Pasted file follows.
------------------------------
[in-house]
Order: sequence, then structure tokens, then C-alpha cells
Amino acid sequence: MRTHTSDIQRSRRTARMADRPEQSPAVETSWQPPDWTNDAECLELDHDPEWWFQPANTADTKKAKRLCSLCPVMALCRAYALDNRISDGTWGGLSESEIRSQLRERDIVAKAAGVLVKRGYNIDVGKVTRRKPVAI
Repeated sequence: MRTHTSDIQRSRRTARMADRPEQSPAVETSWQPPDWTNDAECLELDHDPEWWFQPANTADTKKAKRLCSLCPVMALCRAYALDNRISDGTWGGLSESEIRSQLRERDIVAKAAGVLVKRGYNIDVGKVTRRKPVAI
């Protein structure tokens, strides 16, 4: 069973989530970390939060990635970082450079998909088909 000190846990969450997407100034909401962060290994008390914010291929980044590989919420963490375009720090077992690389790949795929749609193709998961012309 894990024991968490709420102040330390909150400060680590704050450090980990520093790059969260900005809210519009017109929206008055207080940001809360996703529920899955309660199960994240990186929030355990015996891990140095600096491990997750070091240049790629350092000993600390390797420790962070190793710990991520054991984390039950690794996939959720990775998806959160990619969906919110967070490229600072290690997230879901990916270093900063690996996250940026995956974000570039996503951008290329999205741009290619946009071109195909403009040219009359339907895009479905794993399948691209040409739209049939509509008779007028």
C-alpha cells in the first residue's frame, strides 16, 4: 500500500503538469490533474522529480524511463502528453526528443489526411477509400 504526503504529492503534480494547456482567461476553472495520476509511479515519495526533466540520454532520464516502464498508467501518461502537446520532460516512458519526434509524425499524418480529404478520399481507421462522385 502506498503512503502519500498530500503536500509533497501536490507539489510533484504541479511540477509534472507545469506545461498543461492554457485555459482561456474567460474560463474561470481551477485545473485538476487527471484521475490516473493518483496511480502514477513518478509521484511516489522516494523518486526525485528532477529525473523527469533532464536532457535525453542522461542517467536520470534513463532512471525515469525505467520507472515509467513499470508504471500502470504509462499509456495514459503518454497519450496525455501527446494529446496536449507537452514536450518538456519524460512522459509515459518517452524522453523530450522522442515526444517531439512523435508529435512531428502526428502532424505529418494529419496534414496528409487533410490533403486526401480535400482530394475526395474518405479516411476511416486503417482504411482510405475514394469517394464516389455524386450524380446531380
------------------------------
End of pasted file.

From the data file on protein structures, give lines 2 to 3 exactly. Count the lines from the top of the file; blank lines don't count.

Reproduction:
Order: sequence, then structure tokens, then C-alpha cells
Amino acid sequence: MRTHTSDIQRSRRTARMADRPEQSPAVETSWQPPDWTNDAECLELDHDPEWWFQPANTADTKKAKRLCSLCPVMALCRAYALDNRISDGTWGGLSESEIRSQLRERDIVAKAAGVLVKRGYNIDVGKVTRRKPVAI